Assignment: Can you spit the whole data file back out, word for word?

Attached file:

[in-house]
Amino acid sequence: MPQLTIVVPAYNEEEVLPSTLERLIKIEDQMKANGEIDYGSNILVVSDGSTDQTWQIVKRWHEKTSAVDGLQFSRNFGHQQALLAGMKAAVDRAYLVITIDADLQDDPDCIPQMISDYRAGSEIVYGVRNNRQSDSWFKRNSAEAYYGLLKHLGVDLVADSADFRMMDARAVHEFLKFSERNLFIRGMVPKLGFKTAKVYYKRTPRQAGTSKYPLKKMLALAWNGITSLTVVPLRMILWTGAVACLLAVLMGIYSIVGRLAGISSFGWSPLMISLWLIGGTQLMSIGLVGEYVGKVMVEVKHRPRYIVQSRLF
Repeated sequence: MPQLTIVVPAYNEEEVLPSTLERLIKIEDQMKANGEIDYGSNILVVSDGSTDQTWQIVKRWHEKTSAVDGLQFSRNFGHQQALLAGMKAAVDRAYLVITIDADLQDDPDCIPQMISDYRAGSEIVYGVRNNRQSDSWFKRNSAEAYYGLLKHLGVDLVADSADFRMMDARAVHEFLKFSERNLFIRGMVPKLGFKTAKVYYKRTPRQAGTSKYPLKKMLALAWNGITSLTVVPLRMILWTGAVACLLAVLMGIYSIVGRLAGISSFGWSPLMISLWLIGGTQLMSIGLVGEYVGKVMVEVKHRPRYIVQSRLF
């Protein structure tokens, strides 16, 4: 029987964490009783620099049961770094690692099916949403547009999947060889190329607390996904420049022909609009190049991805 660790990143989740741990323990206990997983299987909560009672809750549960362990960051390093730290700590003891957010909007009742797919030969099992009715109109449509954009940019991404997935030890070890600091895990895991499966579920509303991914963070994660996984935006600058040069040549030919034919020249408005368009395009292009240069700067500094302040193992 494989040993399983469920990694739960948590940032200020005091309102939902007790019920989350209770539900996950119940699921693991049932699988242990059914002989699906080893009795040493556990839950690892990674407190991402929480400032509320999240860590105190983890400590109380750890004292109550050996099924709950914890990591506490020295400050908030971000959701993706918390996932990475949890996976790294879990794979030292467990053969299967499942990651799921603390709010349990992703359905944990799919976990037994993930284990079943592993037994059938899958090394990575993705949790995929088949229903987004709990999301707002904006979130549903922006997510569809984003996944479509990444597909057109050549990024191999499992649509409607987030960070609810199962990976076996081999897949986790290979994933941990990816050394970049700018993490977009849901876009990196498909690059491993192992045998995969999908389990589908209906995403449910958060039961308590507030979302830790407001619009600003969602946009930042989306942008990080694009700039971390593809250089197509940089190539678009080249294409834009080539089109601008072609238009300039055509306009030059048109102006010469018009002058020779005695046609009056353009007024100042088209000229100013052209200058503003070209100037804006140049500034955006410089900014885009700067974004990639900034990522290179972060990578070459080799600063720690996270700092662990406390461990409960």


[in-house]
Amino acid sequence: MPQLTIVVPAYNEEEVLPSTLERLIKIEDQMKANGEIDYGSNILVVSDGSTDQTWQIVKRWHEKTSAVDGLQFSRNFGHQQALLAGMKAAVDRAYLVITIDADLQDDPDCIPQMISDYRAGSEIVYGVRNNRQSDSWFKRNSAEAYYGLLKHLGVDLVADSADFRMMDARAVHEFLKFSERNLFIRGMVPKLGFKTAKVYYKRTPRQAGTSKYPLKKMLALAWNGITSLTVVPLRMILWTGAVACLLAVLMGIYSIVGRLAGISSFGWSPLMISLWLIGGTQLMSIGLVGEYVGKVMVEVKHRPRYIVQSRLF
Repeated sequence: MPQLTIVVPAYNEEEVLPSTLERLIKIEDQMKANGEIDYGSNILVVSDGSTDQTWQIVKRWHEKTSAVDGLQFSRNFGHQQALLAGMKAAVDRAYLVITIDADLQDDPDCIPQMISDYRAGSEIVYGVRNNRQSDSWFKRNSAEAYYGLLKHLGVDLVADSADFRMMDARAVHEFLKFSERNLFIRGMVPKLGFKTAKVYYKRTPRQAGTSKYPLKKMLALAWNGITSLTVVPLRMILWTGAVACLLAVLMGIYSIVGRLAGISSFGWSPLMISLWLIGGTQLMSIGLVGEYVGKVMVEVKHRPRYIVQSRLF
């Protein structure tokens, strides 16, 4: 029987964490009783620099049961770094690692099916949403547009999947060889190329607390996904420049022909609009190049991805 660790990143989740741990323990206990997983299987909560009672809750549960362990960051390093730290700590003891957010909007009742797919030969099992009715109109449509954009940019991404997935030890070890600091895990895991499966579920509303991914963070994660996984935006600058040069040549030919034919020249408005368009395009292009240069700067500094302040193992 494989040993399983469920990694739960948590940032200020005091309102939902007790019920989350209770539900996950119940699921693991049932699988242990059914002989699906080893009795040493556990839950690892990674407190991402929480400032509320999240860590105190983890400590109380750890004292109550050996099924709950914890990591506490020295400050908030971000959701993706918390996932990475949890996976790294879990794979030292467990053969299967499942990651799921603390709010349990992703359905944990799919976990037994993930284990079943592993037994059938899958090394990575993705949790995929088949229903987004709990999301707002904006979130549903922006997510569809984003996944479509990444597909057109050549990024191999499992649509409607987030960070609810199962990976076996081999897949986790290979994933941990990816050394970049700018993490977009849901876009990196498909690059491993192992045998995969999908389990589908209906995403449910958060039961308590507030979302830790407001619009600003969602946009930042989306942008990080694009700039971390593809250089197509940089190539678009080249294409834009080539089109601008072609238009300039055509306009030059048109102006010469018009002058020779005695046609009056353009007024100042088209000229100013052209200058503003070209100037804006140049500034955006410089900014885009700067974004990639900034990522290179972060990578070459080799600063720690996270700092662990406390461990409960």